Now we have literary "mixing" too

Wilson Gray hwgray at GMAIL.COM
Sun Feb 14 02:16:53 UTC 2010

The suggested dates for rap/hiphop sound entirely reasonable to me. I
recall being bored to death by someone else's party-mix in 1971. (I
was dating a woman that I might well have married, except that
youneverknow, so I have a clear memory of the year.) I also recall
that my favorite *real* blues and r&b stations began to set aside
15-minute segments for presentations by local rappers, then half-hour
segment and, almost immediately thereafter (you may already be
noticing that time *really* flies as you age), my oldies shown were
gone and there was nothing but live rap on. The next thing that I
knew, rap was live on local cable. Noise!

So, I had to start going to Tower to *buy* my oldies.

My use of "hiphop" is pretty random. I'm not sure when I became
conscious of the word, but it seemed to be used for "music" that was
slightly more like music than stone, pure-dee rap. So, that's the
ill-defined way in which I use the word.

And, of course, the randomizing of appellations is nothing new. By the
'60's, R&B - "rhythm-and-blues" in the '50's - had pretty much come to
mean, "something that we can award a black person a Grammy for, while
otherwise ignoring the existence of black music and musicians."
Nowadays, you don't even have to be American, let alone black, to win
the R&B Grammy. An Amy Winehouse can all but openly announce, "I
intend to imitate random black singers of yesteryear" and still be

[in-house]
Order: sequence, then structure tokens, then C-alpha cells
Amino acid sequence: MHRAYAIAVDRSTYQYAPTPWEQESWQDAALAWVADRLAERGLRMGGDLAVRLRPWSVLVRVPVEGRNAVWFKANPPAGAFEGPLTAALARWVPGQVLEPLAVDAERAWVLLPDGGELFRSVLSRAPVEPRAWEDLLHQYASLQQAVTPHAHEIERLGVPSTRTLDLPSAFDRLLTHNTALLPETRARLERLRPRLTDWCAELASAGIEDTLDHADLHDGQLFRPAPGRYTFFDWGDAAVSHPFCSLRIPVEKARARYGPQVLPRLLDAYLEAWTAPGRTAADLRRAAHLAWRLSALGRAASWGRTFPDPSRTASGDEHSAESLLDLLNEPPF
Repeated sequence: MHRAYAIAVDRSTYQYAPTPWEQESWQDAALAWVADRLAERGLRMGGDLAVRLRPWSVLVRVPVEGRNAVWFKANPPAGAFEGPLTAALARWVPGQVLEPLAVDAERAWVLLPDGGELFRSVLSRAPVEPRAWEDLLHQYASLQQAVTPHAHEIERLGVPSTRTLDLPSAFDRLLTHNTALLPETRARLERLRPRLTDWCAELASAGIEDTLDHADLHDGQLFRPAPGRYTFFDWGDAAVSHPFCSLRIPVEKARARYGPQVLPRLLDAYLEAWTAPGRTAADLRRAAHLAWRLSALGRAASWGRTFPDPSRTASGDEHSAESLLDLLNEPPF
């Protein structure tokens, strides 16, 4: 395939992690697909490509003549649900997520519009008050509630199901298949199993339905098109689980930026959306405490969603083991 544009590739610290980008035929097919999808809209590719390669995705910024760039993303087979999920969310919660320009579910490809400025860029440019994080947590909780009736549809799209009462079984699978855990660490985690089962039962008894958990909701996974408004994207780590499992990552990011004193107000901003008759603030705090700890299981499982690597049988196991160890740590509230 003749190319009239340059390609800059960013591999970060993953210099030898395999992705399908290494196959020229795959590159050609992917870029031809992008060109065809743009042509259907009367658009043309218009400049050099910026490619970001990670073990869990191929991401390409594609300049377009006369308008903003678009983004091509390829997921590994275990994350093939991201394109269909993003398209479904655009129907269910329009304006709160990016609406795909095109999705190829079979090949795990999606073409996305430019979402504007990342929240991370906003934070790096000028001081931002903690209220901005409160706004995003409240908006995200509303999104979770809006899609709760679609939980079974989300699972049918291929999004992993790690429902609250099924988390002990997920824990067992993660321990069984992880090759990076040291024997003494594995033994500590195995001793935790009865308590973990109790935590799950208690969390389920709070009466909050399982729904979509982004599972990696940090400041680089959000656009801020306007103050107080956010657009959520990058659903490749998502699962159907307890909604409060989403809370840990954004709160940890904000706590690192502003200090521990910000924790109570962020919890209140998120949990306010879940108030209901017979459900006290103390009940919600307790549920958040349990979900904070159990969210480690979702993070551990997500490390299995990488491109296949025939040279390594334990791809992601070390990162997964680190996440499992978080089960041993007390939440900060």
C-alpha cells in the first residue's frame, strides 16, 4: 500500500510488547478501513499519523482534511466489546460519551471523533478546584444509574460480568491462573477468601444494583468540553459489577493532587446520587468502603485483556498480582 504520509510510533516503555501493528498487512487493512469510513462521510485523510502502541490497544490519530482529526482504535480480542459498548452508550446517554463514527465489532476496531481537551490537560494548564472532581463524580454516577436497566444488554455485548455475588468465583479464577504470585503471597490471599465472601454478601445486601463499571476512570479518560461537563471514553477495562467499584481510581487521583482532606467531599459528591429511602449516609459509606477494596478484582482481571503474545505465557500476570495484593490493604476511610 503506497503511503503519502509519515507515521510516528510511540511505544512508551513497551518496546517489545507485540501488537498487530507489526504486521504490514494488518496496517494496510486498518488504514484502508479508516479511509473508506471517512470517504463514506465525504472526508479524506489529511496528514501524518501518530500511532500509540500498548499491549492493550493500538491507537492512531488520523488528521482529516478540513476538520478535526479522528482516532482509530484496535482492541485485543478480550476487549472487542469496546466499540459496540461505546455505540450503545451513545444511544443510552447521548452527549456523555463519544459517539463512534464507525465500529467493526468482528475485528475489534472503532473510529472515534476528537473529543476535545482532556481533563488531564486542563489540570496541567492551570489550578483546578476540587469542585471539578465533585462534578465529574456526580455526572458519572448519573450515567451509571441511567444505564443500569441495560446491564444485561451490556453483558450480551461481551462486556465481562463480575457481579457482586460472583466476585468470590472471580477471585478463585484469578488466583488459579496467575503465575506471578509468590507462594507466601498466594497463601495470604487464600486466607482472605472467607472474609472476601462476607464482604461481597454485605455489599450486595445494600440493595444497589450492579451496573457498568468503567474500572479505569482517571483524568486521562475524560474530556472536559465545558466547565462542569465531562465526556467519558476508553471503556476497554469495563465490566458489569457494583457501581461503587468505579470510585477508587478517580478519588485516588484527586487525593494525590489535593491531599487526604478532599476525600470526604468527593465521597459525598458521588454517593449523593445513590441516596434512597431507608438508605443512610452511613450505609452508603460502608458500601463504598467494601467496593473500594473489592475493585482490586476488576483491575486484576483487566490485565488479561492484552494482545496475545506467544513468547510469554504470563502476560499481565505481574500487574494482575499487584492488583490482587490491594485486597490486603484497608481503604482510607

internationally lauded as a new departure in popular music.

Did you note that even Au Canada was sung pswaydoblackly at the
opening ceremonies of the Olympics? Or are you even aware that melisma
has been a typical feature of both singing and speech for a couple of
four centuries before it became stereotyped by white singers on
American Idol?

Now, *that's* irony!


On Sat, Feb 13, 2010 at 6:08 PM, Victor Steinbok <aardvark66 at> wrote:
> ---------------------- Information from the mail header -----------------------
> Sender:       American Dialect Society <ADS-L at LISTSERV.UGA.EDU>
> Poster:       Victor Steinbok <aardvark66 at GMAIL.COM>
> Subject:      Re: Now we have literary "mixing" too
> -------------------------------------------------------------------------------
> On 2/13/2010 3:07 PM, Wilson Gray wrote:
>> "Mix-tape" even predates hiphop, as does "party-mix(es)." But not by
>> much.
> It depends on what we mean by "mixing" and "hiphop". Some musicians have
> self-identified as hiphop or hip-pop in the early 1970s, possibly even
> earlier, but, of course, the style differed dramatically from what later
> became hiphop. As for "mixing", even unrelated to "mix-tape" and
> "party-mix", it existed at least since the late 70s, if not in NYC,
> certainly in dance clubs of Jamaica. How long do you think "mix-tapes"
> and "party-mixes" have been around? Philips patented Compact Cassette in
> 1962. I can just imagine some enterprising dj lugging around a 12-inch
> reel from party to party as his "mix".
>>   When I think about how long hiphop - in which word I include rap
>> - has been around, I'm shocked! Shocked! I long - for a dekkid or two
>> - considered it to be nothing but flash-in-the-pan "noise," in that
>> word's extended St. Louis-BE meaning of "ignorance, uselessness,
>> annoyance, crap, bullshit, unreason," etc., etc. Now, of course, I
>> have my own modest iTunes hiphop collection.
> I find it particularly ironic that generations that rebelled against
> bans on early rock-and-roll have later dismissed contemporary "music" as
> just "noise". The ironies abound--but not the memories.
>     VS-)
> ------------------------------------------------------------
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